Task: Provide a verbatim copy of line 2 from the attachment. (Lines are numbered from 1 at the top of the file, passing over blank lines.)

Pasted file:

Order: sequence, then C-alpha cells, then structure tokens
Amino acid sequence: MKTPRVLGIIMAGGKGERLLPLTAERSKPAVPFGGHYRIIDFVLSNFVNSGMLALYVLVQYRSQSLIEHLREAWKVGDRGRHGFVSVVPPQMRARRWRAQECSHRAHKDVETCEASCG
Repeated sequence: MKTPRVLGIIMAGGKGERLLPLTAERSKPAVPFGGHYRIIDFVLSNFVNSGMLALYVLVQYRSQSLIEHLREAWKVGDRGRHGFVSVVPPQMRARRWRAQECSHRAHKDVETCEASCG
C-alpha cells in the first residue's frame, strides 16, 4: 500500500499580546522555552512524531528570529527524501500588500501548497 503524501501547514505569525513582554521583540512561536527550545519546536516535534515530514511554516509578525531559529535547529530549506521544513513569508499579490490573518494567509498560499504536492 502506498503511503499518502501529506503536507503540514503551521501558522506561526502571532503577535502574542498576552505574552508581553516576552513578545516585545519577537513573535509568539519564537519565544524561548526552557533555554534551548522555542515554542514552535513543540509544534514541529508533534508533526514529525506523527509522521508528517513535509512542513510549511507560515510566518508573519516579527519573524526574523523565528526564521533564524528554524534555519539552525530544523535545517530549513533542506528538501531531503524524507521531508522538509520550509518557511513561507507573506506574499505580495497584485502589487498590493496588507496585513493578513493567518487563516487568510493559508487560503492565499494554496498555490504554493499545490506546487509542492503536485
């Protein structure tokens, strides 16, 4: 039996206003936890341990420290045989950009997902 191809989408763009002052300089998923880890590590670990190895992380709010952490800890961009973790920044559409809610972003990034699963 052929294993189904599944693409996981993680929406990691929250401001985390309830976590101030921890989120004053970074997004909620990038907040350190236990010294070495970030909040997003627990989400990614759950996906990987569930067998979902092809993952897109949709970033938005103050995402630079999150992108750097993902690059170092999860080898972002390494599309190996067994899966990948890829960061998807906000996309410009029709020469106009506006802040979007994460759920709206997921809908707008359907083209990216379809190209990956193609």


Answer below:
Amino acid sequence: MKTPRVLGIIMAGGKGERLLPLTAERSKPAVPFGGHYRIIDFVLSNFVNSGMLALYVLVQYRSQSLIEHLREAWKVGDRGRHGFVSVVPPQMRARRWRAQECSHRAHKDVETCEASCG